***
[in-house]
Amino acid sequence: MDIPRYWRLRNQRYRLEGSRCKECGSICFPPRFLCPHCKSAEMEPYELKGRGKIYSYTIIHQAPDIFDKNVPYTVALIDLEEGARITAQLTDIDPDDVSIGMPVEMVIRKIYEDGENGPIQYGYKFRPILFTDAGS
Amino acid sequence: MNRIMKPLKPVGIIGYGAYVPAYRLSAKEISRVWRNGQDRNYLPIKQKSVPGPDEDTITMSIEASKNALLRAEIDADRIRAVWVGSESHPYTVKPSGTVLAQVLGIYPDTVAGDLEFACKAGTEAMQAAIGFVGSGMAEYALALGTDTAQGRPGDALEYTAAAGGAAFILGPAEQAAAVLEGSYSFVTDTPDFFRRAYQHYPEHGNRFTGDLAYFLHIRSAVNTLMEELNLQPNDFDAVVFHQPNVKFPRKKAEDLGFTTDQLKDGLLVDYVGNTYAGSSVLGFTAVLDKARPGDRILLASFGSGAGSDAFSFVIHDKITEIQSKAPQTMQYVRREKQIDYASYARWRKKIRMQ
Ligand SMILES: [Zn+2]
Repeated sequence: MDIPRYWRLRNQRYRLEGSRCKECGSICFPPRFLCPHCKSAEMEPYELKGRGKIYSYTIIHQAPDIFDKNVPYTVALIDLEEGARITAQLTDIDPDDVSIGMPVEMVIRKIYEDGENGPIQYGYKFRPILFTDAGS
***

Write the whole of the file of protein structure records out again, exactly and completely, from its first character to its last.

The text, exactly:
[in-house]
Amino acid sequence: MDIPRYWRLRNQRYRLEGSRCKECGSICFPPRFLCPHCKSAEMEPYELKGRGKIYSYTIIHQAPDIFDKNVPYTVALIDLEEGARITAQLTDIDPDDVSIGMPVEMVIRKIYEDGENGPIQYGYKFRPILFTDAGS
Amino acid sequence: MNRIMKPLKPVGIIGYGAYVPAYRLSAKEISRVWRNGQDRNYLPIKQKSVPGPDEDTITMSIEASKNALLRAEIDADRIRAVWVGSESHPYTVKPSGTVLAQVLGIYPDTVAGDLEFACKAGTEAMQAAIGFVGSGMAEYALALGTDTAQGRPGDALEYTAAAGGAAFILGPAEQAAAVLEGSYSFVTDTPDFFRRAYQHYPEHGNRFTGDLAYFLHIRSAVNTLMEELNLQPNDFDAVVFHQPNVKFPRKKAEDLGFTTDQLKDGLLVDYVGNTYAGSSVLGFTAVLDKARPGDRILLASFGSGAGSDAFSFVIHDKITEIQSKAPQTMQYVRREKQIDYASYARWRKKIRMQ
Ligand SMILES: [Zn+2]
Repeated sequence: MDIPRYWRLRNQRYRLEGSRCKECGSICFPPRFLCPHCKSAEMEPYELKGRGKIYSYTIIHQAPDIFDKNVPYTVALIDLEEGARITAQLTDIDPDDVSIGMPVEMVIRKIYEDGENGPIQYGYKFRPILFTDAGS